Botanical name: Chasmanthium latifolium
Common name: River oats
Family name: Poaceae (Grass family)
Native range: Eastern North America
Location in Duke Gardens: Blomquist Garden of Native Plants
USDA Hardiness Zones: 5-9
By Katherine Hale
Marketing & Communications Assistant
Anyone strolling along the banks of the Eno River and other waterways in central North Carolina in late summer and early fall will quickly spot the thick patches of river oats (Chasmanthium latifolium) lining the banks and the surrounding woodlands. If there’s any plant that encapsulates my experience of this season in the Piedmont—of being completely at home and grounded in my native landscape—it’s this one, especially once its distinctive flat seed heads are on full display.
River oats are native perennial bunchgrasses, which means that each plant grows in thick clumps instead of spreading out across a wide area like turf grasses do. Their leaves die back each winter and are replaced by new growth in the spring, eventually topping out at 2 to 5 feet, depending on soil conditions. Although they prefer moist, well-drained soil in full sun, they can also tolerate part shade, making them highly adaptable to a wide range of garden settings.
As you might imagine from their name, river oats’ most striking feature are their distinctive flat seed heads, which are reminiscent of the oats you might eat for breakfast (Avena sativa). Not only do these seedheads cause the stems to nod gracefully and sway in the wind, their unique shape makes this one of the easiest grass species to identify on sight, without the need for field guides or flora. They’ve also earned the plant the moniker “fish-on-a-pole grass” because of their resemblance to a string of fish dangling from a line. I love to cut the stems of the plants in my own garden and incorporate them into flower arrangements for a beautiful and local touch.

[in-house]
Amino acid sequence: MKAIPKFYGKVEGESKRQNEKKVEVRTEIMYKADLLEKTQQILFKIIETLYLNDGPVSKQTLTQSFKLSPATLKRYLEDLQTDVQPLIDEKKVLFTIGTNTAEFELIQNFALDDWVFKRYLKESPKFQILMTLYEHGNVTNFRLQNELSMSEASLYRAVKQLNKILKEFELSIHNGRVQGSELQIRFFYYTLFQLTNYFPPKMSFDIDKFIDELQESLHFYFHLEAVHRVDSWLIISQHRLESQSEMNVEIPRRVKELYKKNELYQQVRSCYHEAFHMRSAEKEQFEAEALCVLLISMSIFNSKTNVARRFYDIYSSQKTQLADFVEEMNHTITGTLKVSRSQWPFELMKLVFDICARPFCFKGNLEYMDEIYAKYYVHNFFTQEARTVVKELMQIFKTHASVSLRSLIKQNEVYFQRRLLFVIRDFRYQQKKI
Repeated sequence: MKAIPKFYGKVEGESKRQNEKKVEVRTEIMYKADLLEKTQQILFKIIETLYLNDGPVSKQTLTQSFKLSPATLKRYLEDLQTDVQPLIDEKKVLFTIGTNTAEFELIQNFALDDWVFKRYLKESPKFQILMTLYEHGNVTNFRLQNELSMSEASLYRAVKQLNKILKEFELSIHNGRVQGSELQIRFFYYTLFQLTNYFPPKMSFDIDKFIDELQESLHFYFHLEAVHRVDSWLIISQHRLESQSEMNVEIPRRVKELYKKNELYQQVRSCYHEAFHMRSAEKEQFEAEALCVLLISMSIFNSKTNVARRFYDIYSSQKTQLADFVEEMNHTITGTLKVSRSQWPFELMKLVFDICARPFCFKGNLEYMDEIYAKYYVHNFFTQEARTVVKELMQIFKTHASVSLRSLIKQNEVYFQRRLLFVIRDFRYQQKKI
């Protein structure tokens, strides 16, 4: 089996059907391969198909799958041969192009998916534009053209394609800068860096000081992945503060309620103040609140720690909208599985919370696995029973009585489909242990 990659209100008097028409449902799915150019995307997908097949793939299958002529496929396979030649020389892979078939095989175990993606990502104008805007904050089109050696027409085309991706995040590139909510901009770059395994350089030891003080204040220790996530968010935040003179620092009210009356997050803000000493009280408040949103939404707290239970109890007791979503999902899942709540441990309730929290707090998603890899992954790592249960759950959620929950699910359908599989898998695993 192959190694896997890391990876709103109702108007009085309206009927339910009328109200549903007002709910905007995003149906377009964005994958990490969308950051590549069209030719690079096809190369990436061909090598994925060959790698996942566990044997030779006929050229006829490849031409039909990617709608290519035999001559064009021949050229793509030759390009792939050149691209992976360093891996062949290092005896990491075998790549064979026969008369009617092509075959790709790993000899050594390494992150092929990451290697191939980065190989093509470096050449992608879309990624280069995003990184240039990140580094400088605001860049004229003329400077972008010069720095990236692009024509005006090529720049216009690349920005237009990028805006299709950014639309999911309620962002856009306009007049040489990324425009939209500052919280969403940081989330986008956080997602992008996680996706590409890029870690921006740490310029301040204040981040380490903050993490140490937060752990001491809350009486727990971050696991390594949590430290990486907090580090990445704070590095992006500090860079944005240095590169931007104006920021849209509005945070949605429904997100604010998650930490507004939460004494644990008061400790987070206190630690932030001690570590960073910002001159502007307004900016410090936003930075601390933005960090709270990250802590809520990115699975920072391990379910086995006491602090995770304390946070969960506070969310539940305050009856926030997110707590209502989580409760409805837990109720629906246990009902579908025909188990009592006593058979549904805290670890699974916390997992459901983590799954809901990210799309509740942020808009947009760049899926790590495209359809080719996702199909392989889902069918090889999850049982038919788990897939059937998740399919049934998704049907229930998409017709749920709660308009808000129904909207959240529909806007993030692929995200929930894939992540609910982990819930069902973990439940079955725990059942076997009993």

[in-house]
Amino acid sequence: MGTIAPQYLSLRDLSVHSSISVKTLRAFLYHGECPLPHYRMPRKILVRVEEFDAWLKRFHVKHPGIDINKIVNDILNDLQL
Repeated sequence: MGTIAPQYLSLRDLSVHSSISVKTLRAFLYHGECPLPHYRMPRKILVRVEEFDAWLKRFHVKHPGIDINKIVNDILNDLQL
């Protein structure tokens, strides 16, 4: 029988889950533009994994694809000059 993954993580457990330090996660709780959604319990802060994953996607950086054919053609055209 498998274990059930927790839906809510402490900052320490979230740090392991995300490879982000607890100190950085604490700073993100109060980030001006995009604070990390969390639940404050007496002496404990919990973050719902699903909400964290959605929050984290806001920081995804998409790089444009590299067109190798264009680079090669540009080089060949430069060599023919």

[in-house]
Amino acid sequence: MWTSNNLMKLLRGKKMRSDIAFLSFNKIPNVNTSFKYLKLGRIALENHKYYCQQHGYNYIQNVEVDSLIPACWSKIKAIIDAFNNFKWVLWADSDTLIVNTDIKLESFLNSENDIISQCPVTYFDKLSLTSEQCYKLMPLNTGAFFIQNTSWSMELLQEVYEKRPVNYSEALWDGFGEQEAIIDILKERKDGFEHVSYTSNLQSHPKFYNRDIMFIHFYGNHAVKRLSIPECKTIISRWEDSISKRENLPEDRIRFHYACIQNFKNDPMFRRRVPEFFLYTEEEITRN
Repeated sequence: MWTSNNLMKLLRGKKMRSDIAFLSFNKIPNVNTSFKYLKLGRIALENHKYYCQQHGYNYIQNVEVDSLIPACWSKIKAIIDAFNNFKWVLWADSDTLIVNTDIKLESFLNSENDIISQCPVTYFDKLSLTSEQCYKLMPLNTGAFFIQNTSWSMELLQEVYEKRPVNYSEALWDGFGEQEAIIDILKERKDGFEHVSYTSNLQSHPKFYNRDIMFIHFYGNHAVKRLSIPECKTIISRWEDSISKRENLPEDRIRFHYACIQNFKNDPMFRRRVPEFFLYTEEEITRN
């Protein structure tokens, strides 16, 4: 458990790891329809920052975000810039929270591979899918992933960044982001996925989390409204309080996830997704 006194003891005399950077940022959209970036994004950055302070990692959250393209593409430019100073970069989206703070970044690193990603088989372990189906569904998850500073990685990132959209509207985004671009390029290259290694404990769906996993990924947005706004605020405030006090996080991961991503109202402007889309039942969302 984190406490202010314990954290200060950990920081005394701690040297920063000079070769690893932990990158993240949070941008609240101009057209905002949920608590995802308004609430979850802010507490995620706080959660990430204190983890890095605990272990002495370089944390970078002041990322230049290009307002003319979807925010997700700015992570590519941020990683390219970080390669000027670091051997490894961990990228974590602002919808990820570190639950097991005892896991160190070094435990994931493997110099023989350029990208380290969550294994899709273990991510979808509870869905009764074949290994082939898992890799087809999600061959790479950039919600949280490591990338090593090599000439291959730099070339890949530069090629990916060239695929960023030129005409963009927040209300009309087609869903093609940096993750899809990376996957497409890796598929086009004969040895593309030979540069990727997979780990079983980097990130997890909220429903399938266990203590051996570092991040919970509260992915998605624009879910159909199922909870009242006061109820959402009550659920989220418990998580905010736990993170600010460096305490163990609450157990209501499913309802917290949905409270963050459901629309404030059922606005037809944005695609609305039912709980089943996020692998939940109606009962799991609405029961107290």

Like other native plants, river oats are part of the food web for many different species, especially their seeds, which are a welcome food source in fall and winter for many small mammals and small birds. They are also host to northern pearly-eye butterfly caterpillars (Lethe anthedon), as well as several species of skipper butterflies (family Hesperiidae) that feed on members of the grass family. The only animals that don't like river oats are deer, as they generally find the tough, bamboo-like leaves unpalatable.
River oats superficially resemble sea oats (Uniola paniculata), whose roots protect coastal sand dunes from erosion and storm damage. In fact, botanists once classified river oats as U. latiflora, only to later move to them to the genus Chasmanthium, which is Greek for “wide, gaping flower”—yet another reference to the unique shape of their seedheads.
Because of their tendency to form dense colonies, river oats are best suited for mass plantings or borders where they won’t crowd out less vigorous plants. Look for them in the Blomquist Garden of Native Plants near the banks of the Sunny Pond and along many of the paths nearby.
Photos from top: River oats seedheads in the Blomquist Garden of Native Plants, by Cathi Bodine; close-up of river oats seedheads as they approach maturity, by Peter Jeff Nicholls.